Heart attack patients with diabetes may benefit from cholesterol-lowering injections
Regular injections of a cholesterol-cutting drug could reduce the risk of heart attack or stroke in patients with diabetes and who have had a recent heart attack.
Researchers found that patients taking an additional twice-monthly injection of another type of cholesterol-lowering drug, called alirocumab, further cut their cholesterol levels significantly and reduced their risk of having another heart attack.
The scientists behind the latest analysis—led by researchers at Imperial College London—say that alirocumab could provide more benefit to patients with diabetes, compared to those without diabetes, following a recent heart attack.
High levels of low-density lipoprotein (LDL) cholesterol (so-called 'bad' cholesterol) in the blood are a known risk factor for cardiovascular disease. But patients with diabetes are at twice the risk of cardiovascular events, such as a heart attack or stroke, due to damage to the heart and blood vessels. The researchers say that the injections reduce this risk by further lowering their levels of LDL cholesterol.
Their findings, published in the journal Lancet Diabetes & Endocrinology, could inform current guidelines for use of cholesterol-lowering medications, potentially advocating more aggressive cholesterol reduction in those with diabetes after a heart attack.
As an estimated one third of heart attack patients have diabetes, the researchers say these patients are a common and easily recognisable group who would benefit from achieving even lower cholesterol levels from this injectable treatment.
Alirocumab is a monoclonal antibody licensed for patients throughout the world. It is part of a class of cholesterol-lowering drugs called the PCSK9 inhibitors. The drug is delivered by injection every two weeks and works by blocking the action of a key enzyme in the liver to reduce LDL cholesterol levels in the blood.
Previous research has shown that alirocumab is safe and effective at reducing LDL cholesterol levels, without increasing the risk of diabetes.
However, PCSK9 inhibitors are more expensive than other cholesterol-lowering drugs, such as statins, and cost an estimated £4000 per patient per year in the UK, so their use is restricted to patients with the highest levels of LDL cholesterol. Doctors are therefore considering who would benefit most from this class of drugs.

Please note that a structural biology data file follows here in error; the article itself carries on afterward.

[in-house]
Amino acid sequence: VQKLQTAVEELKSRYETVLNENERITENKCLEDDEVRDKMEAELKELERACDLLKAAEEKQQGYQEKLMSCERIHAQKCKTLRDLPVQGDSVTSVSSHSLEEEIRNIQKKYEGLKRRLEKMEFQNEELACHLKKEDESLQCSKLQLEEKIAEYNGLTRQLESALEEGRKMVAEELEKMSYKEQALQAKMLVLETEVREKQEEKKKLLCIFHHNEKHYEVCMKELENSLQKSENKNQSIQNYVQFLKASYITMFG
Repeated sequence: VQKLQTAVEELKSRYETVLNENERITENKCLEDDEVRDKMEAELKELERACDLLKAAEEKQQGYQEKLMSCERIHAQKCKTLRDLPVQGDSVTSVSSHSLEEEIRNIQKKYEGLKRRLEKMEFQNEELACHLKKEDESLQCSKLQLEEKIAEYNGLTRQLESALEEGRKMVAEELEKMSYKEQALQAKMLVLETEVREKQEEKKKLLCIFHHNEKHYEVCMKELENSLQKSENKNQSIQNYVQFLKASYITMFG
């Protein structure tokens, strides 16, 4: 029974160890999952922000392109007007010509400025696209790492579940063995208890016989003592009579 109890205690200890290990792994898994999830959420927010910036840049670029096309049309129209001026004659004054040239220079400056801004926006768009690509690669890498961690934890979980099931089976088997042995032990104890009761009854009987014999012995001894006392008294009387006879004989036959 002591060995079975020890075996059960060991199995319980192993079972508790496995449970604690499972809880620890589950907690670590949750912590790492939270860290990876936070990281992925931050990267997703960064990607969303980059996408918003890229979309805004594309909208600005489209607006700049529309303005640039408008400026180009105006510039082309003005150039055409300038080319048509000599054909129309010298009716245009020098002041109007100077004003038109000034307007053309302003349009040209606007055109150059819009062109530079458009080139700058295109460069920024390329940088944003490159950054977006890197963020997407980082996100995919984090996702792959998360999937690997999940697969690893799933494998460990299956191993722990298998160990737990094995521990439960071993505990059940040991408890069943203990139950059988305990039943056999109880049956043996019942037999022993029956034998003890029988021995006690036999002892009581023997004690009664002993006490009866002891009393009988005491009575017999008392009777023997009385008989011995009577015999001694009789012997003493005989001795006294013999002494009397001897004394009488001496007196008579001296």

Professor Kausik Ray, Chair in Public Health (clinical) at Imperial College London, and first author of the study, explained: "Cholesterol-lowering injections, such as alirocumab, are effective but they are expensive, so we need to consider targeting them to where they will have the most impact. Diabetes patients make up about one third of all heart attacks and these patients have roughly twice the risk as those without diabetes.
"In this study, we found that alirocumab had greater reduction in risk for patients with diabetes compared to those without. People with diabetes who have recently had a heart attack and who have high LDL cholesterol, despite statins, are an easily identifiable and cost-effective group to think about giving these treatments to."
In the latest study, 18,924 patients recruited in 57 countries were classified into three groups: having diabetes; having pre-diabetes (higher than normal blood sugar); or normoglycaemia (healthy blood sugar levels).
All patients had previously been hospitalised due to a 'cardiac event' (heart attack, unstable angina—chest pains caused by poor blood flow to the heart at rest) and all patients were randomised to receive either alirocumab or placebo every two weeks, on top of their existing high-intensity statins.
The distribution of patients in the trial was similar to earlier studies, with diabetes or prediabetes making up approximately 70 per cent of the cohort. Whether a patient had diabetes or not did not influence their LDL cholesterol levels at the start of the trial, or during the treatment period (when they received either alirocumab or placebo).
Four months into the trial, LDL cholesterol levels in patients taking alirocumab were reduced to an average of 0.8 mmol/L (for diabetes, pre-diabetes and normoglycaemia) compared to those taking placebo—who had LDL levels of 2.25 mmol/L in patients with diabetes and prediabetes, and 2.28 mmol/L in the normoglycaemia group. By comparison, the NHS advises a healthy adult should have an LDL level of 3 mmol/L and 2 mmol/L or less for those at high risk such as those who have had a heart attack.
After an average follow up period of 2.8 years, the team found that alirocumab was equally effective in reducing risk across the three groups but because people with diabetes were at highest risk they gained bigger absolute benefits. Analysis revealed that for diabetes patients, in absolute terms, treatment with alirocumab reduced their risk of further cardiovascular events by an average of 2.3 per cent.
Following a heart attack, the number of diabetes patients that needed to be treated was 43 for 2.8 years to prevent one event, versus 82 for those without diabetes.
While reducing blood cholesterol has proven benefits for cardiovascular health, there has been some uncertainty regarding whether achieving very low levels of LDL cholesterol increases the risk of diabetes. The researchers say the current study, amongst almost 19,000 patients including more than 5000 people with more than three years of follow up, shows there was no increased risk of diabetes with alirocumab.